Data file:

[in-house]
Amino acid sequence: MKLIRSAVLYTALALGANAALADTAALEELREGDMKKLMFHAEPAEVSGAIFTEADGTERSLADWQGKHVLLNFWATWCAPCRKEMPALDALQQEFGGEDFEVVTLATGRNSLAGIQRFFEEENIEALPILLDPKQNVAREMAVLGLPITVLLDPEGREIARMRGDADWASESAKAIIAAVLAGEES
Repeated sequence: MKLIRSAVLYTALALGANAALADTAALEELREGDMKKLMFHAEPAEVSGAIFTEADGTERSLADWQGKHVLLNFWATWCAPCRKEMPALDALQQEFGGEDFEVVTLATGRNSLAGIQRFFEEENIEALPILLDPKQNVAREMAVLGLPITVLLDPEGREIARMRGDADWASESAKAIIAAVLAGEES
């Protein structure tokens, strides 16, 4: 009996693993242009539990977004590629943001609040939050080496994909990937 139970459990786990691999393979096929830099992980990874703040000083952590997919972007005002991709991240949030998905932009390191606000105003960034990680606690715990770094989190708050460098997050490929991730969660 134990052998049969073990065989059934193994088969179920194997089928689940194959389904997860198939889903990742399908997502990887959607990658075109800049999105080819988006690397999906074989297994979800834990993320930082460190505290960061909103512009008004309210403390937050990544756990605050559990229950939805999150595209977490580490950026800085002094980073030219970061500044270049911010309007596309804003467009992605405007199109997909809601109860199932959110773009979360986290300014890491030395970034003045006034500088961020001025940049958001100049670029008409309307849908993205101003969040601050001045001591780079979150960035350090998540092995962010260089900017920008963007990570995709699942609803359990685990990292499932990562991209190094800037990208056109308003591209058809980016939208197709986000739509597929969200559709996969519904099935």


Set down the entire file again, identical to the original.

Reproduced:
[in-house]
Amino acid sequence: MKLIRSAVLYTALALGANAALADTAALEELREGDMKKLMFHAEPAEVSGAIFTEADGTERSLADWQGKHVLLNFWATWCAPCRKEMPALDALQQEFGGEDFEVVTLATGRNSLAGIQRFFEEENIEALPILLDPKQNVAREMAVLGLPITVLLDPEGREIARMRGDADWASESAKAIIAAVLAGEES
Repeated sequence: MKLIRSAVLYTALALGANAALADTAALEELREGDMKKLMFHAEPAEVSGAIFTEADGTERSLADWQGKHVLLNFWATWCAPCRKEMPALDALQQEFGGEDFEVVTLATGRNSLAGIQRFFEEENIEALPILLDPKQNVAREMAVLGLPITVLLDPEGREIARMRGDADWASESAKAIIAAVLAGEES
């Protein structure tokens, strides 16, 4: 009996693993242009539990977004590629943001609040939050080496994909990937 139970459990786990691999393979096929830099992980990874703040000083952590997919972007005002991709991240949030998905932009390191606000105003960034990680606690715990770094989190708050460098997050490929991730969660 134990052998049969073990065989059934193994088969179920194997089928689940194959389904997860198939889903990742399908997502990887959607990658075109800049999105080819988006690397999906074989297994979800834990993320930082460190505290960061909103512009008004309210403390937050990544756990605050559990229950939805999150595209977490580490950026800085002094980073030219970061500044270049911010309007596309804003467009992605405007199109997909809601109860199932959110773009979360986290300014890491030395970034003045006034500088961020001025940049958001100049670029008409309307849908993205101003969040601050001045001591780079979150960035350090998540092995962010260089900017920008963007990570995709699942609803359990685990990292499932990562991209190094800037990208056109308003591209058809980016939208197709986000739509597929969200559709996969519904099935």